"One could look at it that it's a contribution to see we're going to get this series into the city or not," Gonzalez said. "We don't have a space, [and] there isn't anybody providing those kinds of facilities after that series is done. That particular owner will have the building and [without another series] coming in behind them, so they're taking a risk."

He told Margolin that Matthews will need some money just to make rent, should the series come and go and leave him holding the bag. She asked: But doesn't he own the building? Gonzalez said he didn't know: "I know they're looking to acquire it..."

Zavitkovsky stopped him: Yes, the man who owns much of the land on that side of Lamar, the man who built the convention center hotel and the South Side of Lamar and the Beat condos and on and on, owns the facility.

"Here's the bottom line on this," he said. "We were willing to put this type of a subsidy to bring this particular series in town. We don't know for sure it'll be signed up for that many episodes [22], but in order to get the series in there...this is what would have to come up with, so we preferred to come up with a facility that could be reused. I agree with you. There's some awkwardness for the reason [Margolin] stated, but the benefit from this series and other series will benefit us."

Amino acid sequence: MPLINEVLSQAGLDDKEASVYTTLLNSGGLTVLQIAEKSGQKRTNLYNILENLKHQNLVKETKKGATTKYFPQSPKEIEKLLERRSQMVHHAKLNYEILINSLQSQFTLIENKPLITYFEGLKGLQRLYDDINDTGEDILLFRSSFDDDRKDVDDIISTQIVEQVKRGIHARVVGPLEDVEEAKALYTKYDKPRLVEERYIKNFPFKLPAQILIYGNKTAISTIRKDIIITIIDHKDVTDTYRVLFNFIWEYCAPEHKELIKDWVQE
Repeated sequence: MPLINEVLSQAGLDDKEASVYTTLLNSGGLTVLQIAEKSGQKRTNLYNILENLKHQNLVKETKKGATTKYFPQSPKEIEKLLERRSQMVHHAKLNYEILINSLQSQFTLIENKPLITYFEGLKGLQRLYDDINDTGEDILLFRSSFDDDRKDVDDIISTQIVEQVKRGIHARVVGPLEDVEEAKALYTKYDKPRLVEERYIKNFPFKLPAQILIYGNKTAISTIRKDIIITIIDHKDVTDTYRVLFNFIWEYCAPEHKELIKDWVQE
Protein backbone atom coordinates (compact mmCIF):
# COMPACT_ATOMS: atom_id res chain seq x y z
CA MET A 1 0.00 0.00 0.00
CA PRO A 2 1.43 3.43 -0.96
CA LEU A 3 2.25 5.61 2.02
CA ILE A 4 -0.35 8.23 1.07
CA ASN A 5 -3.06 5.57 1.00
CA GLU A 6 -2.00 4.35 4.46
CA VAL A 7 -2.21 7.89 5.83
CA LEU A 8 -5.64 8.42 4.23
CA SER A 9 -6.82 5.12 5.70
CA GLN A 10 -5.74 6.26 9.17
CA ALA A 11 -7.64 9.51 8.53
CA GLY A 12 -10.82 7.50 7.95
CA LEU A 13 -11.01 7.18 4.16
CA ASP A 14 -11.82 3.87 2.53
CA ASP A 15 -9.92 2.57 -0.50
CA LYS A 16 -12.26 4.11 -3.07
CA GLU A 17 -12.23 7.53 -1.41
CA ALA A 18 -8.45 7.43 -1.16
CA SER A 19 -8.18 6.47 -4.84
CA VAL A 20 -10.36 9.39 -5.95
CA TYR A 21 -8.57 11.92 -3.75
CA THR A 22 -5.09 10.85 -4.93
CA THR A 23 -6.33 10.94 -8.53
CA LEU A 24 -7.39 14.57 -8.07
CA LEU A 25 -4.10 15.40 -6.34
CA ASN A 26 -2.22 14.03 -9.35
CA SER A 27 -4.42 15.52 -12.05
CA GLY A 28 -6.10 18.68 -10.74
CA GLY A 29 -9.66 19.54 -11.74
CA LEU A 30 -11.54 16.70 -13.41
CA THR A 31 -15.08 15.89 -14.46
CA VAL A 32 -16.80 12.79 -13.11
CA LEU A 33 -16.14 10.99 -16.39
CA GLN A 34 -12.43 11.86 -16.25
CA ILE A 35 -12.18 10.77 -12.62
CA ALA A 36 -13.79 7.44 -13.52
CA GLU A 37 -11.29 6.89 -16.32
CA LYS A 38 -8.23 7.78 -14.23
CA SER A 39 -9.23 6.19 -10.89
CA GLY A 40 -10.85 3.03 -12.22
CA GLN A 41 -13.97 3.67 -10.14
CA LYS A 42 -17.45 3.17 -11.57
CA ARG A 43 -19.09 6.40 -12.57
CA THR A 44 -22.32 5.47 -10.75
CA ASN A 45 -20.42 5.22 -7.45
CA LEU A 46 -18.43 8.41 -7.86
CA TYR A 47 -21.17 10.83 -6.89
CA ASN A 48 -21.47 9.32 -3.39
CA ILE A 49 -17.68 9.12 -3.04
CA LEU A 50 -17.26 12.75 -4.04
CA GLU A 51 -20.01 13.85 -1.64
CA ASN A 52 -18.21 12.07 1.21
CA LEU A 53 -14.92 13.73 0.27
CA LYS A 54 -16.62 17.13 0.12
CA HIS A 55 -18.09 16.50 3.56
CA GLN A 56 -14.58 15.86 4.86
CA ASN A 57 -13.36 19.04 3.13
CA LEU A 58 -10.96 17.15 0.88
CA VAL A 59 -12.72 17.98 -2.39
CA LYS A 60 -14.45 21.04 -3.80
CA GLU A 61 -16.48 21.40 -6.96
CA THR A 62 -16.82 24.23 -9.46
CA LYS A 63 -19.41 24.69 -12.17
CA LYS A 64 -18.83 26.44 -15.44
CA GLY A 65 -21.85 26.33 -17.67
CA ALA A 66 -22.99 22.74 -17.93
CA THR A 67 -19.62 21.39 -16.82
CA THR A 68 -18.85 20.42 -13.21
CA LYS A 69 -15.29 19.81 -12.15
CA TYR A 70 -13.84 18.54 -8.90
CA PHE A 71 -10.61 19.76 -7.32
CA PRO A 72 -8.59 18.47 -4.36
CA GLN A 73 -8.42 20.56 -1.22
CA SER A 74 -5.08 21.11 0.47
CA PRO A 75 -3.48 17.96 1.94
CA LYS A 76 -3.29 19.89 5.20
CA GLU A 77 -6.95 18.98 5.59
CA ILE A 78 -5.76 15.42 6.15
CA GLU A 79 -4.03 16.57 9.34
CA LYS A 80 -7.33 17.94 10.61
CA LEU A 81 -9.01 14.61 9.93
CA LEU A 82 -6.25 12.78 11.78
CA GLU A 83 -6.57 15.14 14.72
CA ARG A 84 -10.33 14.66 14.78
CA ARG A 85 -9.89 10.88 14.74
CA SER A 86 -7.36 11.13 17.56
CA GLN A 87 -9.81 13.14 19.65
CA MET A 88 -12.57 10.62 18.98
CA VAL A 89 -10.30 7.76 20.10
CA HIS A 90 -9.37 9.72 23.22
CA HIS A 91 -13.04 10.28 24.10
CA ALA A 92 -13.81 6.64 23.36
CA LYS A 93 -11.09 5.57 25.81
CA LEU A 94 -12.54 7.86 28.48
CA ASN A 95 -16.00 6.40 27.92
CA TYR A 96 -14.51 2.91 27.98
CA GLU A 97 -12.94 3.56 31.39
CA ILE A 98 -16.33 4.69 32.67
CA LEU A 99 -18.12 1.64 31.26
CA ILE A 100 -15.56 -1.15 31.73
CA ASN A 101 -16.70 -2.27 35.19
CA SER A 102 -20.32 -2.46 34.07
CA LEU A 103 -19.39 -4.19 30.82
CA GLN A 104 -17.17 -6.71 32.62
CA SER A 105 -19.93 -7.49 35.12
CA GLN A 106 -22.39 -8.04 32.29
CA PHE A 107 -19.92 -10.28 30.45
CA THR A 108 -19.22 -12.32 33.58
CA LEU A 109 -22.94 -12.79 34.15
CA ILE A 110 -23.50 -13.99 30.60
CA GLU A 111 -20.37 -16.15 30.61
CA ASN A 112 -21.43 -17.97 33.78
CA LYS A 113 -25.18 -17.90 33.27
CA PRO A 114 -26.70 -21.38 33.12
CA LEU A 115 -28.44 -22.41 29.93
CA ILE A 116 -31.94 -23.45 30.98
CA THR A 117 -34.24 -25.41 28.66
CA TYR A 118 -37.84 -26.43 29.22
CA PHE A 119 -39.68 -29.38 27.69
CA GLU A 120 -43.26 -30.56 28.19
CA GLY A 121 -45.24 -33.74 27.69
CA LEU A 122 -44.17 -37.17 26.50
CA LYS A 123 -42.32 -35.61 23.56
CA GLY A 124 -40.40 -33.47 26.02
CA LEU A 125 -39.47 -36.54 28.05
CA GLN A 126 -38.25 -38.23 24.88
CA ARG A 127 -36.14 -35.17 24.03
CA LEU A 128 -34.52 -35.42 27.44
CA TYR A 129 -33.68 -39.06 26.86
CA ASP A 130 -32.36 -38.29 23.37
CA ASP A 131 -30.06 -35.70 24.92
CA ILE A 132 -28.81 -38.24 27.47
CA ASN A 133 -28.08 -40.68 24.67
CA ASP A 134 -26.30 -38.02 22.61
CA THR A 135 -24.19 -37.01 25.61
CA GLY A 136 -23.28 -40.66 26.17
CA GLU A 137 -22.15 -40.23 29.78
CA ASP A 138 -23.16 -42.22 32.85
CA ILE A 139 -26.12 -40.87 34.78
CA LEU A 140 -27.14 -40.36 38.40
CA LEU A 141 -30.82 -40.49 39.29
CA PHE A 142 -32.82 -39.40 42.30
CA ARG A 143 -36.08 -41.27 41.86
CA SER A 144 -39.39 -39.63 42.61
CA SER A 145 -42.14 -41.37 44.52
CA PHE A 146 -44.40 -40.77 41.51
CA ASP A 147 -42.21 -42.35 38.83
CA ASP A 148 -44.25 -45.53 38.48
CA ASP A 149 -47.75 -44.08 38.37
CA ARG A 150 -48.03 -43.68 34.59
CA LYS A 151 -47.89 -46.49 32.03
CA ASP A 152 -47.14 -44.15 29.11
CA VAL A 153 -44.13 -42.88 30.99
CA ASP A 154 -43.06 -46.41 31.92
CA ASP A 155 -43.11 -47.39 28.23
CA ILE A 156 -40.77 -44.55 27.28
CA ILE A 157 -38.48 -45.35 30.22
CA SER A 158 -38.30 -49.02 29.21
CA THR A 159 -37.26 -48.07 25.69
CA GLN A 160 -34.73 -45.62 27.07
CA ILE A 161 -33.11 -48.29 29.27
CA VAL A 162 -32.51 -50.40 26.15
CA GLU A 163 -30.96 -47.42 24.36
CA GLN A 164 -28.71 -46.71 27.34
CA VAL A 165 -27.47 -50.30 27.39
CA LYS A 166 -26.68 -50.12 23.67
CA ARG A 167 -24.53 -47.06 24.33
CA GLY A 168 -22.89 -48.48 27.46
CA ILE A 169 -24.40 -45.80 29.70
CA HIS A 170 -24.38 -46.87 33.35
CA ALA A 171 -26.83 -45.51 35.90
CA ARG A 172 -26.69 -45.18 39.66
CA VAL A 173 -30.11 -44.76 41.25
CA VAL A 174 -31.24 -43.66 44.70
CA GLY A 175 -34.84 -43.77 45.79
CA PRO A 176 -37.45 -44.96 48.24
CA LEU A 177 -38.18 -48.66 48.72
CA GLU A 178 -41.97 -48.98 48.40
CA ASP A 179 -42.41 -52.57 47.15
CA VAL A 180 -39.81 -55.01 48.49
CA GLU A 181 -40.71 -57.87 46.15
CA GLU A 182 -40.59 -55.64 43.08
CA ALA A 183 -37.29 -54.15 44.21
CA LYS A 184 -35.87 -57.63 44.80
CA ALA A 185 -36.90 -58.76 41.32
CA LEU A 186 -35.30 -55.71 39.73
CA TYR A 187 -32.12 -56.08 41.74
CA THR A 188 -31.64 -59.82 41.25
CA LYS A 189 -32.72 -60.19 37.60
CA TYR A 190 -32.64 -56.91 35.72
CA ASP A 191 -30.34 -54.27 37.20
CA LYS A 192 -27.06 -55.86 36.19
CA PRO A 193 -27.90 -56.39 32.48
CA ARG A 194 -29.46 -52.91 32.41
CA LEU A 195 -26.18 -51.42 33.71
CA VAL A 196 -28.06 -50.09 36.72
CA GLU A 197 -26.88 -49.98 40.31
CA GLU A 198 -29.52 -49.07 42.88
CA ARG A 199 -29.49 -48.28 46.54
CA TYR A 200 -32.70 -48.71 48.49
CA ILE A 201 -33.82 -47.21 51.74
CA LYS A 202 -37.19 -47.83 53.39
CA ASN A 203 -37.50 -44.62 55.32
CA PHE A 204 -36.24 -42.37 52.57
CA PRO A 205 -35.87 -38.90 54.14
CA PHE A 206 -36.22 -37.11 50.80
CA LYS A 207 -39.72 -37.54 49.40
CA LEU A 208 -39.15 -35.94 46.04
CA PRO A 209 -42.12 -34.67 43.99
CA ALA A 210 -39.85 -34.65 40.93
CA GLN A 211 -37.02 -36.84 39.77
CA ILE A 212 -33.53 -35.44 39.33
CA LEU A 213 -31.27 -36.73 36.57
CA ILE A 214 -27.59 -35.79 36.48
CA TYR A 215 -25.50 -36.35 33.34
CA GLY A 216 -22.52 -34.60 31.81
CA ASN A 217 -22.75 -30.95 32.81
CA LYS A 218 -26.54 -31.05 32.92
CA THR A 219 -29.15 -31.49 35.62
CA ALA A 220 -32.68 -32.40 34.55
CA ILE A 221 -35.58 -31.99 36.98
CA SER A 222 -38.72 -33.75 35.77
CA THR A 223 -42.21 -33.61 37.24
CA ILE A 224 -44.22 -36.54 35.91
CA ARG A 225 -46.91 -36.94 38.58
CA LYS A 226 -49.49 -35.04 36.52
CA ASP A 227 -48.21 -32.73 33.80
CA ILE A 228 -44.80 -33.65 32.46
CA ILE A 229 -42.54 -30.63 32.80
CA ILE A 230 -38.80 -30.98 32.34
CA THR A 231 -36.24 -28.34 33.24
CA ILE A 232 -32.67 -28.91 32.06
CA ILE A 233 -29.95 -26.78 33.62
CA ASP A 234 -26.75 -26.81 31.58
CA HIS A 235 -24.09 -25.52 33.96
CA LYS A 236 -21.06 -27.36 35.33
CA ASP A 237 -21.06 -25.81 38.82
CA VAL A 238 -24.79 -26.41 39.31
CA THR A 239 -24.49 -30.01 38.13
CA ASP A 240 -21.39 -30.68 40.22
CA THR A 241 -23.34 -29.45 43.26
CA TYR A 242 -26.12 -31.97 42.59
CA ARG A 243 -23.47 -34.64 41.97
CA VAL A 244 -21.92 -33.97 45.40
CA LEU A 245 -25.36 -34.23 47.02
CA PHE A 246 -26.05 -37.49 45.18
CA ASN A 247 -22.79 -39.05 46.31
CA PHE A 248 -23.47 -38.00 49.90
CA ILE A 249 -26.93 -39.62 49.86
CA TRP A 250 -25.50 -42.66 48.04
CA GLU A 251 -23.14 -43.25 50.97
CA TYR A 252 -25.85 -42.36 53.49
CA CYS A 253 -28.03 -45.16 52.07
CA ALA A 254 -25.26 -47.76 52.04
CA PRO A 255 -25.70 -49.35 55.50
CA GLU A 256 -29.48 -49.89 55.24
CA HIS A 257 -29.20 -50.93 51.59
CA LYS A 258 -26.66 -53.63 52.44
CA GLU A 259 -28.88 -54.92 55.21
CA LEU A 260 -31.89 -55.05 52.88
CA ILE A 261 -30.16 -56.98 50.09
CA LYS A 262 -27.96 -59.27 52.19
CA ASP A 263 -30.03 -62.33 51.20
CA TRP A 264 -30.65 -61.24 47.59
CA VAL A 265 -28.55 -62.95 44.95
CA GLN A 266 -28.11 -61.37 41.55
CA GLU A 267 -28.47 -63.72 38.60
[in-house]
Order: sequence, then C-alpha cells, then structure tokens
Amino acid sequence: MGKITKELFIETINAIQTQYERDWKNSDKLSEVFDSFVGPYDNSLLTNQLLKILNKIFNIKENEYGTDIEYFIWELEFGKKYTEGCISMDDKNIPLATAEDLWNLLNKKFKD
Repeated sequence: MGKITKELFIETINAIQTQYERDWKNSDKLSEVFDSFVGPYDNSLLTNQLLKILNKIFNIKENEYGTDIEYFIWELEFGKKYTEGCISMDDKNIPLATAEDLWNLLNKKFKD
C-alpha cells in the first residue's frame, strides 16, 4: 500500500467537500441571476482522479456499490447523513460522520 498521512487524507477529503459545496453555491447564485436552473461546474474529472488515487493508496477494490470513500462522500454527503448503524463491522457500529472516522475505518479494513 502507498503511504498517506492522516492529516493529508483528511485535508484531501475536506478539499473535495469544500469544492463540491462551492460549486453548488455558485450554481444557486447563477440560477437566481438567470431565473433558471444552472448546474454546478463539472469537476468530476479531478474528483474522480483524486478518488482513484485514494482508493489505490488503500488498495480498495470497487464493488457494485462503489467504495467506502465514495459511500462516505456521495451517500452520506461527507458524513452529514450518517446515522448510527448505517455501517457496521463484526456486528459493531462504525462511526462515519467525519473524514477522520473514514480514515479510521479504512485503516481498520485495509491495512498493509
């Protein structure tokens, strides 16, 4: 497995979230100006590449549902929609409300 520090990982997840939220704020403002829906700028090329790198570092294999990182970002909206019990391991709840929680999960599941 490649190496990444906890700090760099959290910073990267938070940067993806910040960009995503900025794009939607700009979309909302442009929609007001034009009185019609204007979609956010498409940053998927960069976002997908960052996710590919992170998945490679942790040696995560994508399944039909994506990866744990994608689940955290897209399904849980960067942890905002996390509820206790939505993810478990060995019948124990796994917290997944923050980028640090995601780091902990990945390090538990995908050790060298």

Which is what Ron Natinsky and Jerry Allen said: Dallas doesn't have an adequate production facility, and rather than watch shows go to Las Colinas or elsewhere, the $235,000 is a good investment regardless of whether or not Larry Hagman, Patrick Duffy and the Ewing clan moves in over the summer.

At which point Allen moved to approve the item, which will appear on the June 22 council agenda. Margolin voted no; Koop, said outgoing chair Natinsky, cast a "maybe no."
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20 comments
Wylie H.
Wylie H.

Why can't Matthews reinvest part of his $15 million fee paid to him by the City for building the Convention Center Hotel?  Or part of his fee for building the boutique hotel that the Dallas Police & Fire Pension system is taking a flyer on (since speculating on Museum Tower evidently isn't quite enough concentrated risk for the pension fund)?

Ed D.
Ed D.

It's not socialism if we're redistributing the money to the very rich, right?

Jack E. Jett
Jack E. Jett

I think we could get more bang for our buck if we invest in porn. 

Cityrunamuk
Cityrunamuk